Stressful situations trigger the adrenal glands in our body preparing us for our primal ‘fight or flight’ reflexes. This ‘survival mode’ reflexively makes our body divert energy and resources to strength and speed (heart, lung capacity and muscles), prioritizing this over homeostasis which is the stable, balanced environment between all our organ systems, digestion, hormone production etc. With chronic or persistent stress, the natural balance that our body craves can get disrupted.
Here are some of the ways that stress impacts our hormones.
Chronic stress and anxiety disrupts the signaling pathway between the pituitary gland and ovaries, causing irregular periods and skipped ovulation. Similar to the disruption in your menstrual cycle, stress can also cause decrease in testosterone production from suppression of the pituitary - gonadal connection. Testosterone is very important in men but also has a small but significant role to play in women for energy, mood and libido.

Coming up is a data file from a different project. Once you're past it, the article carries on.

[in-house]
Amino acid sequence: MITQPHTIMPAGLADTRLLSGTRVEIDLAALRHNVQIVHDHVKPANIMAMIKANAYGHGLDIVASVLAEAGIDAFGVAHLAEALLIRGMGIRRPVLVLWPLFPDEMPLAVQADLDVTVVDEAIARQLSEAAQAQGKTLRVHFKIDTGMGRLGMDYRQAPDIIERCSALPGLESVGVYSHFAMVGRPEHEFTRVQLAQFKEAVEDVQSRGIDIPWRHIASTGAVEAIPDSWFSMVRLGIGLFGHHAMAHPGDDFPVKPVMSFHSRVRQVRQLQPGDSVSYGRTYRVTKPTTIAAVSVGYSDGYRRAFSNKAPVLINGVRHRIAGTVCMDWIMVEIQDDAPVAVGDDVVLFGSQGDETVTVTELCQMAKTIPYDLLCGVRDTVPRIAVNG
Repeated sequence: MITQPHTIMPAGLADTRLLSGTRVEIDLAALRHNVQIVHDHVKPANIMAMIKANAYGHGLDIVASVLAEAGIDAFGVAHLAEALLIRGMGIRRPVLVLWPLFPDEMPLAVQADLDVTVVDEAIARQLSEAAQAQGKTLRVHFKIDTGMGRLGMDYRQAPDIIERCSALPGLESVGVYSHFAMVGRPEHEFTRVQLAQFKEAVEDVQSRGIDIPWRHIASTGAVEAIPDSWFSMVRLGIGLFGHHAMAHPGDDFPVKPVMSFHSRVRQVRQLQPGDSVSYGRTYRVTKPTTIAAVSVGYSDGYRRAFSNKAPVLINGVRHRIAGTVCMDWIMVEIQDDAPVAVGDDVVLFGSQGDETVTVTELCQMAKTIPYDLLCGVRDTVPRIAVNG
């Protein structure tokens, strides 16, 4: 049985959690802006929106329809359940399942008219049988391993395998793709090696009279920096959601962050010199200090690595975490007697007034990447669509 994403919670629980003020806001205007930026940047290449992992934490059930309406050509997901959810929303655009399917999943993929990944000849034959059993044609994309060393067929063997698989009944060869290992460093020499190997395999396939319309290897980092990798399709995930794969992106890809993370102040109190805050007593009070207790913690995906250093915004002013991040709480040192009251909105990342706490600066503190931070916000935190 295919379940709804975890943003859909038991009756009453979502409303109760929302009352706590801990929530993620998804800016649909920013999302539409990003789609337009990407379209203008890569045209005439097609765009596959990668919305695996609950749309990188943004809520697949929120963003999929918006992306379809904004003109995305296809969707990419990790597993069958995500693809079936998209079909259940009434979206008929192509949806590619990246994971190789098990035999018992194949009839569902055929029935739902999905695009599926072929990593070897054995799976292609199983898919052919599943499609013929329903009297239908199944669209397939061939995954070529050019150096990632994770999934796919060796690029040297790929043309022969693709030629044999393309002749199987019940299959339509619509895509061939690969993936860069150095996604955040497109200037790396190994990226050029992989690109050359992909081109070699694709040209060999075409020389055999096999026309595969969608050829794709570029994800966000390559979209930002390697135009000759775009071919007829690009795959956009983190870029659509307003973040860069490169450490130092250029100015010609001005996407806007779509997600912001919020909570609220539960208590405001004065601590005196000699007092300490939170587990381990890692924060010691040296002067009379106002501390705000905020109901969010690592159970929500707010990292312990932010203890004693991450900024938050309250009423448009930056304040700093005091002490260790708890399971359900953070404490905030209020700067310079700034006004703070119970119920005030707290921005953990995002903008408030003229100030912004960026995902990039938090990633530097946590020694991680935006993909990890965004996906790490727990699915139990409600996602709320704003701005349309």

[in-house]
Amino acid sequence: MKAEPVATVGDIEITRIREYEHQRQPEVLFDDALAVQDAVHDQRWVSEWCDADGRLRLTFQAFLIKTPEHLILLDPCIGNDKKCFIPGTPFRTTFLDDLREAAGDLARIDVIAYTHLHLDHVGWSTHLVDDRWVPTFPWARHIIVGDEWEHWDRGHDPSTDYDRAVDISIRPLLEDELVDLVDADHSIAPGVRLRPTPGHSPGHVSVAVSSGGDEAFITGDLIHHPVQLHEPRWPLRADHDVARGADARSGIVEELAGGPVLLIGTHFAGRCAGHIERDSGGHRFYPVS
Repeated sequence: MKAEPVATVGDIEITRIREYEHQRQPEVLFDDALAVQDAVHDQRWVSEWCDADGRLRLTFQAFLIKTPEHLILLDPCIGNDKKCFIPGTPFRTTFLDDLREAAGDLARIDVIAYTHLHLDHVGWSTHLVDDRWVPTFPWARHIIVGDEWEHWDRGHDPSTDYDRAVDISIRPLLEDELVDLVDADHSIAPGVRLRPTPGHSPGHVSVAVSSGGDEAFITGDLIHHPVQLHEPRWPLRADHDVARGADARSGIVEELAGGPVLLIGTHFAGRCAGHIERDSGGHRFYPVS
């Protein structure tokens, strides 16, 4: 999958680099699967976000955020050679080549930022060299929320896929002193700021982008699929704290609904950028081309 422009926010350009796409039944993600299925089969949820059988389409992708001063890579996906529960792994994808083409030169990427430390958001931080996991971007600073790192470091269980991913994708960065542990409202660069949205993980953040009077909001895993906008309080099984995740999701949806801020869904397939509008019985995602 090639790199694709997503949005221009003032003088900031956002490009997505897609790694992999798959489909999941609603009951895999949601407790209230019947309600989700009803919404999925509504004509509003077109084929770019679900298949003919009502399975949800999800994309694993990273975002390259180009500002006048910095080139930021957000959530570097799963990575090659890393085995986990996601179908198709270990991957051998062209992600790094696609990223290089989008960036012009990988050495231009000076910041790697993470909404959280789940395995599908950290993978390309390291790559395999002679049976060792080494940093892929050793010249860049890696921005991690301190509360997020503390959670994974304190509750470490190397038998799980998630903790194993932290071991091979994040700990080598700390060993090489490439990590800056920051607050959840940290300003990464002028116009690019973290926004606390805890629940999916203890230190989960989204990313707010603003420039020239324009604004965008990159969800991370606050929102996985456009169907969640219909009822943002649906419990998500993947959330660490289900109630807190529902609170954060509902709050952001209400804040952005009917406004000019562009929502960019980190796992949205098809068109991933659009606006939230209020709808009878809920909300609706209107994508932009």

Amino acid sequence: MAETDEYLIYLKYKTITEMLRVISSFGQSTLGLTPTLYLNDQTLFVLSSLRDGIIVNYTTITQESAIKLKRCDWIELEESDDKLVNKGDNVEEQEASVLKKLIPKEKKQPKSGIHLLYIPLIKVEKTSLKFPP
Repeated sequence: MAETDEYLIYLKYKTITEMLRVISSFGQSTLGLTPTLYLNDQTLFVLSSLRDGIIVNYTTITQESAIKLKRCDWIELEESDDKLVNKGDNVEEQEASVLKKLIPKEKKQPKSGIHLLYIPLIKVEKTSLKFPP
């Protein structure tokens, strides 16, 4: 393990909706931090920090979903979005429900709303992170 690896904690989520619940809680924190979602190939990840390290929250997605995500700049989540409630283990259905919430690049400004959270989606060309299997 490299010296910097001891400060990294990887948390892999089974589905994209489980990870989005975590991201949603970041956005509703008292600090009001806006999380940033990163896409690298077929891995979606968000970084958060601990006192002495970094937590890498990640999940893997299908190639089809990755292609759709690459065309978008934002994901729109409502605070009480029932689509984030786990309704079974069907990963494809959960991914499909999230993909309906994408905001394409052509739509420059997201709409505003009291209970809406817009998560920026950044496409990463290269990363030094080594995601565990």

Increases in the stress hormone Cortisol, in turn increases blood sugar production in our liver and also increases blood pressure. This puts us at risk of metabolic syndrome and diabetes.
Stress increases systemic inflammation in the body which can trigger autoimmune disorders such as alopecia, IBD, Hashimoto’s, etc.
During times of illness and intense stress (which can be emotional or even physical such as major surgery or a car accident) the thyroid gland will go into safety mode to preserve energy and protect our body by reducing production of the T3 hormone which is the actual active form of thyroid hormone. The low levels of T3 in stress is called “euthyroid sick syndrome”.
Adrenal glands that are overworked from chronic stress, may eventually dysregulate, resulting in fluctuations in stress hormone production that can manifest as fatigue, weakness and mood swings.
Have you noticed a change in your body due to the stress you're experiencing? With this information, it's important to check in with yourself and see a doctor if needed.
Yours in good health,
Dr. Ashita Gupta